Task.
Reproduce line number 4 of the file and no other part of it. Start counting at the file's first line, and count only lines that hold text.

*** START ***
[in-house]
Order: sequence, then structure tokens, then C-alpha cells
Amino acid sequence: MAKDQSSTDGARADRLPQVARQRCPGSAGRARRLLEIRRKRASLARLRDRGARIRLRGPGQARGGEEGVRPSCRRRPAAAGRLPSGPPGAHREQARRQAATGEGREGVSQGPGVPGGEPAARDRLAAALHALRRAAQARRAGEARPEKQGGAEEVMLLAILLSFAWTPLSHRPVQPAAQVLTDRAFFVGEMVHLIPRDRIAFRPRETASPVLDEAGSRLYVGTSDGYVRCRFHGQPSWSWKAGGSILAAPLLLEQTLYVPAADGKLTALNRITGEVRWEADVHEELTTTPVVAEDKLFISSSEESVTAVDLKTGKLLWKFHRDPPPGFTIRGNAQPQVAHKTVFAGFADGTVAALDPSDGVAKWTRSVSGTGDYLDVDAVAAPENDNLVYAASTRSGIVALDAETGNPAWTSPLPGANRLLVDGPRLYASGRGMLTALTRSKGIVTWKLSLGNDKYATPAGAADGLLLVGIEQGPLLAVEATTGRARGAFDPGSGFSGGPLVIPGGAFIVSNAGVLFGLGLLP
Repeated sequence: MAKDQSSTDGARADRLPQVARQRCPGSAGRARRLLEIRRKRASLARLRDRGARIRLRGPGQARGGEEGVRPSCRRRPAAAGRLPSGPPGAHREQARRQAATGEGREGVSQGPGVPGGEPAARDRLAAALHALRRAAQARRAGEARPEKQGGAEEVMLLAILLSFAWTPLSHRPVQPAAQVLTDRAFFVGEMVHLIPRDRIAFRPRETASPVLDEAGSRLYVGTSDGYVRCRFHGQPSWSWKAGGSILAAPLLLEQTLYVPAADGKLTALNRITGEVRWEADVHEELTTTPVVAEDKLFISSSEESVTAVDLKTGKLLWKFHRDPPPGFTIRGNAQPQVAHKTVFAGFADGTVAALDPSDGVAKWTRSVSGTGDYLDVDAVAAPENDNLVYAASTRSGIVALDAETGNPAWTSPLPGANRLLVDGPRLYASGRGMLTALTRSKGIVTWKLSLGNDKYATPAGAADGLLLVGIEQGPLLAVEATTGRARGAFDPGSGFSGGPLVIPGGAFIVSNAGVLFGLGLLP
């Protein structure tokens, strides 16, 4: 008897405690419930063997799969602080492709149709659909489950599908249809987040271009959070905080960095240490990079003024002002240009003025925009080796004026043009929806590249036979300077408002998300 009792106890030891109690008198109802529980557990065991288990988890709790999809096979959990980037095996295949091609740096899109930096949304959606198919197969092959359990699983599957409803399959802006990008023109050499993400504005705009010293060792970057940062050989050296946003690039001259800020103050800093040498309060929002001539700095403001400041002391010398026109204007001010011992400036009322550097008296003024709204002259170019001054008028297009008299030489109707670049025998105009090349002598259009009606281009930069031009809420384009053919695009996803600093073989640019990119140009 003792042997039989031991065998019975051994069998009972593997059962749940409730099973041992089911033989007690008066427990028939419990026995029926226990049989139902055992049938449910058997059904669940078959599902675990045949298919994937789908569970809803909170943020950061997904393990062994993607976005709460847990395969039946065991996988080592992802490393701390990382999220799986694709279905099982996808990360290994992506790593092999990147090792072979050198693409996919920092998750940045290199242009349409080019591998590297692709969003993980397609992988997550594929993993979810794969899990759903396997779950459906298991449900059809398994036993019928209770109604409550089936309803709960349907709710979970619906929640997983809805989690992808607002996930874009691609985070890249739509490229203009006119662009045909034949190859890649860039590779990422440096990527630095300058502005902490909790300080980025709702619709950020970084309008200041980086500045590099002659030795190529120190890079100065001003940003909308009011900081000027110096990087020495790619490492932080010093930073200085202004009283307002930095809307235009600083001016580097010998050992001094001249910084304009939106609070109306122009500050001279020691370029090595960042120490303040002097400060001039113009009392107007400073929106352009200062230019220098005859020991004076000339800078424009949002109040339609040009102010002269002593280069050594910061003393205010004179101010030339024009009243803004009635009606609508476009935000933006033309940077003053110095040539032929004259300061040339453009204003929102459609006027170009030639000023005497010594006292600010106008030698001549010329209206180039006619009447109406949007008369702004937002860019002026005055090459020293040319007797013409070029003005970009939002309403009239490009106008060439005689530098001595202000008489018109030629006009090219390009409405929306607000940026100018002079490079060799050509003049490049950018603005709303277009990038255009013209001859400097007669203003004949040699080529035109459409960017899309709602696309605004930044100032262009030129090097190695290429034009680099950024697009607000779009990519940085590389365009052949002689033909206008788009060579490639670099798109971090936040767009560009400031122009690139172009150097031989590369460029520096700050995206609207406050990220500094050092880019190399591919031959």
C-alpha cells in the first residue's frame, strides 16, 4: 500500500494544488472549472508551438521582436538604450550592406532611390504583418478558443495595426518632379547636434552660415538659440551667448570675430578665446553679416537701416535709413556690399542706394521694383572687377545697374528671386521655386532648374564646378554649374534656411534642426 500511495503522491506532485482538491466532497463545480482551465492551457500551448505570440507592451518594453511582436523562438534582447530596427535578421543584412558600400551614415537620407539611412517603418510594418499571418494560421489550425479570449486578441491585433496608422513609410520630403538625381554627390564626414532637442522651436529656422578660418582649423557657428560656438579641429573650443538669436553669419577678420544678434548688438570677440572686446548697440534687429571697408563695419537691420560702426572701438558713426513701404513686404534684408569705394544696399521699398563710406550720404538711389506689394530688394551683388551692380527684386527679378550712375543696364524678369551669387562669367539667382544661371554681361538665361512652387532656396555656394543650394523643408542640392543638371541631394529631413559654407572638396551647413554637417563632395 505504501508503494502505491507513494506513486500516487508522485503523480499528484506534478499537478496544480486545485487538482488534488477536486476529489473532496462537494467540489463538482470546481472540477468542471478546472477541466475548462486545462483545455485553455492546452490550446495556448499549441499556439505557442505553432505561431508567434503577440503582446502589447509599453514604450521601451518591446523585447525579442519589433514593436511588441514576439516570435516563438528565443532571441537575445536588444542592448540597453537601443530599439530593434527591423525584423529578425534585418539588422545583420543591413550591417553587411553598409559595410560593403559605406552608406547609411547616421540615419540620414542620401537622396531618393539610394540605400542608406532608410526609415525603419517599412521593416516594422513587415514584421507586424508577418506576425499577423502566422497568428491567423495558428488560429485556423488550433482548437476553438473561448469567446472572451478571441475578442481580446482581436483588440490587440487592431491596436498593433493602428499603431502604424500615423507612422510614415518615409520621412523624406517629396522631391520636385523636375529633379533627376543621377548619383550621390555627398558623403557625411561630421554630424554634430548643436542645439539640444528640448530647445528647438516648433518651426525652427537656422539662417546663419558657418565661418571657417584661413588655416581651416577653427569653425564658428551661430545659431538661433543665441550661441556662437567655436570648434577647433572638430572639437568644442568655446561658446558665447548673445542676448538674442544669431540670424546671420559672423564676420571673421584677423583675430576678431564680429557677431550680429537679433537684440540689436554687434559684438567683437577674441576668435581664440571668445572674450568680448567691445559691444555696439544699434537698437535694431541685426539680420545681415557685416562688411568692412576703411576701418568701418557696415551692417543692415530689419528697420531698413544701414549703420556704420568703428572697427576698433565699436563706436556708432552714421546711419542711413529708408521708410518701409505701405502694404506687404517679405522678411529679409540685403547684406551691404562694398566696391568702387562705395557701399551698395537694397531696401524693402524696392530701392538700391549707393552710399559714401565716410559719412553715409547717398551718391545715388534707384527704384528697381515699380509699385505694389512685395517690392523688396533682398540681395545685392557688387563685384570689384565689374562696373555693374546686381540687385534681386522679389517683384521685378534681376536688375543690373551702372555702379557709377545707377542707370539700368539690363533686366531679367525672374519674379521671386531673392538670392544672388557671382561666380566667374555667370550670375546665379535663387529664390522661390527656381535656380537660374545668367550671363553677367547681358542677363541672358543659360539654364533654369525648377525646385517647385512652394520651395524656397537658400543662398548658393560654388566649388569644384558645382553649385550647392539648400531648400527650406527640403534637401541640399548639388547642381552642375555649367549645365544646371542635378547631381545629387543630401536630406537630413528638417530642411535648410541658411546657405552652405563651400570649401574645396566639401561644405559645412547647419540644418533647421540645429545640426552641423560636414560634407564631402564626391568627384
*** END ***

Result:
Repeated sequence: MAKDQSSTDGARADRLPQVARQRCPGSAGRARRLLEIRRKRASLARLRDRGARIRLRGPGQARGGEEGVRPSCRRRPAAAGRLPSGPPGAHREQARRQAATGEGREGVSQGPGVPGGEPAARDRLAAALHALRRAAQARRAGEARPEKQGGAEEVMLLAILLSFAWTPLSHRPVQPAAQVLTDRAFFVGEMVHLIPRDRIAFRPRETASPVLDEAGSRLYVGTSDGYVRCRFHGQPSWSWKAGGSILAAPLLLEQTLYVPAADGKLTALNRITGEVRWEADVHEELTTTPVVAEDKLFISSSEESVTAVDLKTGKLLWKFHRDPPPGFTIRGNAQPQVAHKTVFAGFADGTVAALDPSDGVAKWTRSVSGTGDYLDVDAVAAPENDNLVYAASTRSGIVALDAETGNPAWTSPLPGANRLLVDGPRLYASGRGMLTALTRSKGIVTWKLSLGNDKYATPAGAADGLLLVGIEQGPLLAVEATTGRARGAFDPGSGFSGGPLVIPGGAFIVSNAGVLFGLGLLP